Ortho's orchid book is surprisingly good- mainly on cultivation.

Isobyl's New Encyclopedia of Orchids is excellent.

If she likes specific genera- paphiopedilums, phalaenopsis, cattleyas, dendrobiums, etc.- there are specific texts on each of these, and many more.

u/ASquirrelHasNoName · 3 pointsr/orchids

For slipper orchids, one of the latest is Slipper Orchids of the Americas, a comprehensive and authoritative review of Phragmipedium, Mexipedium, and Selenepedium. It was released last year, so it's very up to date. It has sections on taxonomy, ecology, and evolution. It takes an in-depth look at each species, has lots of amazing full color photos and while it's very technical at times, it's also very readable and understandable.

The Genus Paphiopedilum is another book by Phillip Cribb, and as the title suggests, it's focused entirely on Paphiopedilums. It's a little dated now, and there are at least a dozen or more species that have been discovered since, but it's still a great resource. There are sections on ecology, evolution, hobby care, etc. Similar to above, there is a lot of technical terminology, but even if you aren't well-versed in the terms, it's still very readable.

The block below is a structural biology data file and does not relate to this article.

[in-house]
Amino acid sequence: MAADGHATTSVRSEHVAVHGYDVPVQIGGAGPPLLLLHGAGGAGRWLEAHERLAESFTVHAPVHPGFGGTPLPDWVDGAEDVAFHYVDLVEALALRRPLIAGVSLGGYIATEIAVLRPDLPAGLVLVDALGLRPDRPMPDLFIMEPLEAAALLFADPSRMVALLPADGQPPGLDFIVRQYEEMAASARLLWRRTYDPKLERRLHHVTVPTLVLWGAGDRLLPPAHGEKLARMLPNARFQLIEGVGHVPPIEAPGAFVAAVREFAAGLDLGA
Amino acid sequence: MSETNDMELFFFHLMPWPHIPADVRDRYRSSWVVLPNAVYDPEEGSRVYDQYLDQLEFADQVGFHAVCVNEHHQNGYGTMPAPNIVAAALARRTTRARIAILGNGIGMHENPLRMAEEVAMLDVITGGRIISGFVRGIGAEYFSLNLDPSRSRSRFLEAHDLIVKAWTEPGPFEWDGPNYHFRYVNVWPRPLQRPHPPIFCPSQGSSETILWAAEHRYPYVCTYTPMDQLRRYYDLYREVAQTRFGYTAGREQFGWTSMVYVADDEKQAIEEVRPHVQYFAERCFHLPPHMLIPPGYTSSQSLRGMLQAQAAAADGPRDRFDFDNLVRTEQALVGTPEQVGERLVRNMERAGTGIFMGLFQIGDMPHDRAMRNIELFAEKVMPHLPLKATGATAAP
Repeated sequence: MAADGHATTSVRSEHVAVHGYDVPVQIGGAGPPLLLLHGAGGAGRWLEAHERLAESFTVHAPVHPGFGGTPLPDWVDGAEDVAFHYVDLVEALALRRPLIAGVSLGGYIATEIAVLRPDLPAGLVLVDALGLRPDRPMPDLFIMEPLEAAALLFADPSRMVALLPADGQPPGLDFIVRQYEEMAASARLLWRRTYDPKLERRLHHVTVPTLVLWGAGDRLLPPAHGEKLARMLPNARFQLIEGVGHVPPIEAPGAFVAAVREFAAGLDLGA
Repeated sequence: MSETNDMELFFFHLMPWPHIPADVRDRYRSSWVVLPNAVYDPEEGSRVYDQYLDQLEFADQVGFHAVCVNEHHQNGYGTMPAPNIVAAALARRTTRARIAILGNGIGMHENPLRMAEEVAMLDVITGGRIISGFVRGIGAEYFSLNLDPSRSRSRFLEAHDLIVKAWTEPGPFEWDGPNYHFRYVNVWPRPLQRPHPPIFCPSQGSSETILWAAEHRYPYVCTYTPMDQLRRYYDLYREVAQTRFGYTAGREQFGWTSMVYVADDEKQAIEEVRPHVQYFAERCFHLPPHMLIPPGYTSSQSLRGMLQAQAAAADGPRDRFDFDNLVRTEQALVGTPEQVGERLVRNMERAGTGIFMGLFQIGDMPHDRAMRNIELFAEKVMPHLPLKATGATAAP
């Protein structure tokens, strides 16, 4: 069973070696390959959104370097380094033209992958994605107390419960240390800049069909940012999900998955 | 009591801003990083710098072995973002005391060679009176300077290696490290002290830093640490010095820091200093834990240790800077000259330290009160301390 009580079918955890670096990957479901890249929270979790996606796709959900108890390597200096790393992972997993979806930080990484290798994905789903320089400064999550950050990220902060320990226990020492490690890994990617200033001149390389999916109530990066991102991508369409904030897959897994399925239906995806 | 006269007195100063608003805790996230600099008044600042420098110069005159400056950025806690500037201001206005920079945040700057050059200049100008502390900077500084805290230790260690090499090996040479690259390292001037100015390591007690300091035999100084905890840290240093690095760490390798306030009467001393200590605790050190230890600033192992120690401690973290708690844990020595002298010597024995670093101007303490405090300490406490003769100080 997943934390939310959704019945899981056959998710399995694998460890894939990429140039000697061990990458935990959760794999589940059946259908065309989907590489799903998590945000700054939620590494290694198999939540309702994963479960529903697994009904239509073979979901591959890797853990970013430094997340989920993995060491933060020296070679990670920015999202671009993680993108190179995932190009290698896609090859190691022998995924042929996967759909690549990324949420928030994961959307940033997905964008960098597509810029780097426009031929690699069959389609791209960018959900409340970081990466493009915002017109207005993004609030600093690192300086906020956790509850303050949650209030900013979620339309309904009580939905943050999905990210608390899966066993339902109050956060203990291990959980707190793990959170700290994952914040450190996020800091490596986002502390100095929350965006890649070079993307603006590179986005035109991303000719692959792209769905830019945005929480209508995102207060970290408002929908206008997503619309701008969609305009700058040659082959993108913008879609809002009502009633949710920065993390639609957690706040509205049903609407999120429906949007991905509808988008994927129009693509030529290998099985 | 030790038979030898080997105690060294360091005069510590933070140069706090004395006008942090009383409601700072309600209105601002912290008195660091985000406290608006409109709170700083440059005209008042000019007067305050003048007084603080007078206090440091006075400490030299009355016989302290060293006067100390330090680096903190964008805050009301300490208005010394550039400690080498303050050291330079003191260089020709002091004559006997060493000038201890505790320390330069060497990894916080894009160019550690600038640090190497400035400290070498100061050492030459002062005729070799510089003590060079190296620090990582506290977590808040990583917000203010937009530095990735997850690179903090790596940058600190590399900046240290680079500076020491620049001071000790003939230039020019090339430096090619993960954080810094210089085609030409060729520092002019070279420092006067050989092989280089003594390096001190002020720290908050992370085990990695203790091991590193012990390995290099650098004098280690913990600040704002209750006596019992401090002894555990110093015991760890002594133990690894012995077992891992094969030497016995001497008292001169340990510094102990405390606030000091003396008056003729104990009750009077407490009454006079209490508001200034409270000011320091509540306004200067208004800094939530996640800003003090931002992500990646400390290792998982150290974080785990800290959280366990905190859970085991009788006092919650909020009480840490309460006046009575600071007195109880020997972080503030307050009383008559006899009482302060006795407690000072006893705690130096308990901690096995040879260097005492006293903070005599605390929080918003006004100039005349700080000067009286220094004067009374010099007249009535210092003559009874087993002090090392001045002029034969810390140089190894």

Cribb has also produced Genus Cypripedium and Hardy Cypripedium: Species, Hybrids and Cultivation. The former is a monograph similar to The Genus Paphiopedilum and Slipper Orchids of the Americas and a very similar format. I read through the entire book several times back after it was first released, but I do not own it. The newer book was a surprise to me since I wasn't aware of its existence until just a few moments ago, but I can only assume it's a great source of information since Werner Frosch and Cribb are involved.